UPDATE: Here’s my 2010 take on SiRFstar III, which is rarely available these days.
There are a lot of hot new GPS receivers that use the SiRFstar III chipset, but unless you’re a heavy-duty GPS aficionado, you may be wondering, what the heck is this thing and what is the big deal? Simply put, it is a GPS receiver chipset. This is the little piece of silicon responsible for receiving GPS signals and passing the coordinate information along to a miniature computer in your GPS unit.
Why is it a big deal? Fast acquisition times and processing power. This translates into less likelihood of lost signals under canopy and in urban (or natural) canyons. In canyon-like environments, your GPS receives signals directly from satellites whenever it can, but it also receives reflected signals, bouncing off hard surfaces (multipath reflection). Your GPS determines your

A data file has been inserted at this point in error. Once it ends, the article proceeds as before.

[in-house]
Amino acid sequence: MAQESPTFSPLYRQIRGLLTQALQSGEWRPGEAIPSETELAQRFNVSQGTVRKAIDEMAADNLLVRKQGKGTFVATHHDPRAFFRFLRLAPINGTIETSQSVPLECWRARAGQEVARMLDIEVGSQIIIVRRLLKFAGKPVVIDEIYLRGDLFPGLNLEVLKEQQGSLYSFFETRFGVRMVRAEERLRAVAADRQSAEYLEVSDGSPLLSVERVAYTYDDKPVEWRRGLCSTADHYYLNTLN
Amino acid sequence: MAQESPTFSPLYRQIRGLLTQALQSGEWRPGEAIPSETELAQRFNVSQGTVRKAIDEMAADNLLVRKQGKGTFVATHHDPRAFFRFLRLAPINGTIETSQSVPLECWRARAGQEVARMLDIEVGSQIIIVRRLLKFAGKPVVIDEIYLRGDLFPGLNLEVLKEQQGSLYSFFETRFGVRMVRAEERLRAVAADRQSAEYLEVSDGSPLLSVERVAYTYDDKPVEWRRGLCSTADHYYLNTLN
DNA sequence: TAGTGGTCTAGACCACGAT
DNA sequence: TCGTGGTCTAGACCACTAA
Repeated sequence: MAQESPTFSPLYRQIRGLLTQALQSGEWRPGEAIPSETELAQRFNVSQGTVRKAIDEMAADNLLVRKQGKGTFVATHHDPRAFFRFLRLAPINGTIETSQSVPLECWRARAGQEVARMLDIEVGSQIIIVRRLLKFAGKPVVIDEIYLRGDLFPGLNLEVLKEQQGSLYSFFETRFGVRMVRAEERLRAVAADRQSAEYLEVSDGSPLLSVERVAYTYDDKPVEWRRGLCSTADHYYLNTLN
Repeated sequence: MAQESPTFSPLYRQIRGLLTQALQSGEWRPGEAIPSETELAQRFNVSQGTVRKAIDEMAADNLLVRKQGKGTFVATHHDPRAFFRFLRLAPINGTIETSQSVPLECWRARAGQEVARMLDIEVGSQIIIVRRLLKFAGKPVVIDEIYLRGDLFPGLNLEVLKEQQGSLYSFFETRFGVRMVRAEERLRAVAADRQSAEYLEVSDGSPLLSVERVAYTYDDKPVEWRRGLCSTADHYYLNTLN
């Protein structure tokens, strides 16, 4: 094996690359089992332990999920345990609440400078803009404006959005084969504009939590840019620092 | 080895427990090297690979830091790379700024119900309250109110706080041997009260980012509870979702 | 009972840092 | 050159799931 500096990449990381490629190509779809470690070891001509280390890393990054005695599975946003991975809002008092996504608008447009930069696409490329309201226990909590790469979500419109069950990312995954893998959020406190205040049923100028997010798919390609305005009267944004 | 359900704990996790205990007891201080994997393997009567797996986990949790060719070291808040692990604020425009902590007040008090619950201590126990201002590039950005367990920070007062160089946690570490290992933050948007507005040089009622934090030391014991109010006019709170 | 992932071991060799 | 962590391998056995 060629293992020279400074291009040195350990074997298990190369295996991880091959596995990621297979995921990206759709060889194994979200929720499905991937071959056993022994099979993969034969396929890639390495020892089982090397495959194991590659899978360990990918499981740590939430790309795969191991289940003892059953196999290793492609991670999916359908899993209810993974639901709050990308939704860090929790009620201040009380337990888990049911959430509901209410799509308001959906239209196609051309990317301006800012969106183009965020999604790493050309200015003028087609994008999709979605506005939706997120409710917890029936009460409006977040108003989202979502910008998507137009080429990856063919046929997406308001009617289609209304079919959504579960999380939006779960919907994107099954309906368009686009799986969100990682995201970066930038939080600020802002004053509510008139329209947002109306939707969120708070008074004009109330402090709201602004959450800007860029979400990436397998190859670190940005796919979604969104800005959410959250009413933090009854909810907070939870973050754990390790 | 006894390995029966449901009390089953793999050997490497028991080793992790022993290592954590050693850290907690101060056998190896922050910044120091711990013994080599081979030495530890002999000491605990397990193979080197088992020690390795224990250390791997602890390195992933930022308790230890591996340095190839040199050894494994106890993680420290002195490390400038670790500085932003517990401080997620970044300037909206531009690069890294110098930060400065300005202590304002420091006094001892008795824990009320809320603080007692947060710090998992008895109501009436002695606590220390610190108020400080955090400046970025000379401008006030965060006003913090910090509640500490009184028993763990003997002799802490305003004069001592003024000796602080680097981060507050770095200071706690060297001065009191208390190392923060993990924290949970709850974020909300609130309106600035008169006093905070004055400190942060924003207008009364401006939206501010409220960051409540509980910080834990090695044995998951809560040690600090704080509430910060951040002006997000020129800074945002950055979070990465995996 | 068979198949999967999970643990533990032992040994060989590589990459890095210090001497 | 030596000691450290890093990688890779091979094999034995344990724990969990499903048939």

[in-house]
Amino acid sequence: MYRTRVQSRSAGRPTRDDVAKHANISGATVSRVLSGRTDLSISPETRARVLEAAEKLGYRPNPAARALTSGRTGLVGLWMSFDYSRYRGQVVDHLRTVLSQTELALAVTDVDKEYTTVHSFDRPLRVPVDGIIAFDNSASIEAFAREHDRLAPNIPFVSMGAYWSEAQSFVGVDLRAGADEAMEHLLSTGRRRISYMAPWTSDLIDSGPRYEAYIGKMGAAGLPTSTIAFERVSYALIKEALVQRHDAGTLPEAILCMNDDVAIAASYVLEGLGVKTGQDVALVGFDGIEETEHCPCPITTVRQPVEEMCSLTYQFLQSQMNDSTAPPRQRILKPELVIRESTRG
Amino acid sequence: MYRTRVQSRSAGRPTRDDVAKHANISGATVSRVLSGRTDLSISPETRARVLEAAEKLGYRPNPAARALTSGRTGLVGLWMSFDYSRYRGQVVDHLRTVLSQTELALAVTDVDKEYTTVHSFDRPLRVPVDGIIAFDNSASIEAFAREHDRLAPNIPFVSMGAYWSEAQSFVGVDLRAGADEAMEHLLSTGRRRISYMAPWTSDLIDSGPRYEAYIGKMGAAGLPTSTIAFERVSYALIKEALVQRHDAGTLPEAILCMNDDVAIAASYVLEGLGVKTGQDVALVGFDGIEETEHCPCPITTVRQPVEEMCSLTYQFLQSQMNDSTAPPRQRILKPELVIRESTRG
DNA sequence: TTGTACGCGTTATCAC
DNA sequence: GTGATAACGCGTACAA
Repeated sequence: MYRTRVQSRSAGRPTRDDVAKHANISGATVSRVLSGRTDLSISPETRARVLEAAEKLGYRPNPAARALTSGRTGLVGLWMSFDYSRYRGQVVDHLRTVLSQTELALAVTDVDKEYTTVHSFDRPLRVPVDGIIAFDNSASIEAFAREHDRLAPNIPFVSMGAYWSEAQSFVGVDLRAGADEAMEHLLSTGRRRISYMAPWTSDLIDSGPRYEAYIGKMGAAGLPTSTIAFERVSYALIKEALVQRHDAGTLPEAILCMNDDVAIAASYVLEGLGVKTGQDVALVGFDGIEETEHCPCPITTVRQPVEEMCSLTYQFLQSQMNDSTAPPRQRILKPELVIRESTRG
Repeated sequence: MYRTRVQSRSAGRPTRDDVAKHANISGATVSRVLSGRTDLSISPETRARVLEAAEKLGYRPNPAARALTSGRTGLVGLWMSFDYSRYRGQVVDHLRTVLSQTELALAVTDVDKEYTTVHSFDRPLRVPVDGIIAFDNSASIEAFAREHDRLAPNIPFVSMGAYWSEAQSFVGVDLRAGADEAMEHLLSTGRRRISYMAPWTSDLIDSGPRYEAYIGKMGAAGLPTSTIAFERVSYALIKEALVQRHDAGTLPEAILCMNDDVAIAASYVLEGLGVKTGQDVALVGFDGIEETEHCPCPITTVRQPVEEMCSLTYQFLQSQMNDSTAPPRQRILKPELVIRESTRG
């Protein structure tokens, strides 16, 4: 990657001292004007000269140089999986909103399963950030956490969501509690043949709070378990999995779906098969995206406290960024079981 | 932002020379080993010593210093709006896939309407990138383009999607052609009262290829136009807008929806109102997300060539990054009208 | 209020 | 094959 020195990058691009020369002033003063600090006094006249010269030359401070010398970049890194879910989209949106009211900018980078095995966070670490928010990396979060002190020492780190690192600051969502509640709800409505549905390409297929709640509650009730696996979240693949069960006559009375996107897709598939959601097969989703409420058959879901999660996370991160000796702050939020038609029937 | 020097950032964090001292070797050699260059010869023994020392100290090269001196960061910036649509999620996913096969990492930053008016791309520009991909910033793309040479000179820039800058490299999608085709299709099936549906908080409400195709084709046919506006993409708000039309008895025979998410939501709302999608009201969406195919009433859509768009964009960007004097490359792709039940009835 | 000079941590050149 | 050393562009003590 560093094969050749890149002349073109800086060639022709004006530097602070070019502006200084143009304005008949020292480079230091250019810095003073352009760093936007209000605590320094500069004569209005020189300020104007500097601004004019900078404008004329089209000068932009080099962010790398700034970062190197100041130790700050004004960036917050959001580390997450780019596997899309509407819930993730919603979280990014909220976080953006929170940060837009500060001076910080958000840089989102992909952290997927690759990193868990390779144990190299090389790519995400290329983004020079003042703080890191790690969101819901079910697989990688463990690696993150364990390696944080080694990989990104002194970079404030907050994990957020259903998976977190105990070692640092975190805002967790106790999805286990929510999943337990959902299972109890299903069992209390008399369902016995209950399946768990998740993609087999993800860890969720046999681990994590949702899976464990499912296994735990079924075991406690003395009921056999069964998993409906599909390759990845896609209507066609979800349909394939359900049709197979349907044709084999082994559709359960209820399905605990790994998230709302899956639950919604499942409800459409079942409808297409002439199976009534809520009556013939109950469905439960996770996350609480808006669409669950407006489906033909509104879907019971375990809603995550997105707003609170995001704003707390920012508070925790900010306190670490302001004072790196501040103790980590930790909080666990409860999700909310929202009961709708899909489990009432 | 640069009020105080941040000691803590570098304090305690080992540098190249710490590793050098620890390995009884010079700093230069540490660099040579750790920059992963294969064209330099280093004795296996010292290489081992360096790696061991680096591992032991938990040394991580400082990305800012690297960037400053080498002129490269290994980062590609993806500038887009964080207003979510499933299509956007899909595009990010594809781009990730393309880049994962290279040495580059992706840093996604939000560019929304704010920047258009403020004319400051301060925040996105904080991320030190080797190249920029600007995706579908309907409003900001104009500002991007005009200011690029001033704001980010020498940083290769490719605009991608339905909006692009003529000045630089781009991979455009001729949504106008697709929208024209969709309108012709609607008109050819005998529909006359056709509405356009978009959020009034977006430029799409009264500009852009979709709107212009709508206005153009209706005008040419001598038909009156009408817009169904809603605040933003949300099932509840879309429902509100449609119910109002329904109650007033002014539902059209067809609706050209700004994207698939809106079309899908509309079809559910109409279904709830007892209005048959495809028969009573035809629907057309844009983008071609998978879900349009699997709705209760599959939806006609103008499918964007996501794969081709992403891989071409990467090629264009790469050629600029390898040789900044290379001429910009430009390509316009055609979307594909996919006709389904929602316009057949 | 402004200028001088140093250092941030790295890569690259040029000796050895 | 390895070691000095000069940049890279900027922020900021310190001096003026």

position by calculating how long it takes the satellite signal to reach your receiver, so reflected signals are a source of error. The SiRFstar III chipset has the processing power to do a lot of "what if’s" with these reflected signals. This processing power also means that the chipset can consider weak signals that were ignored by previous chipsets. The SiRFstar III also has faster acquisition times, making for a faster time to first fix (TTFF), and a quicker reacquisition if the signal is lost.
All of this translates into amazing reception, under canopy, in urban centers and even indoors. And that is why the new Garmin units with this chipset are so hot.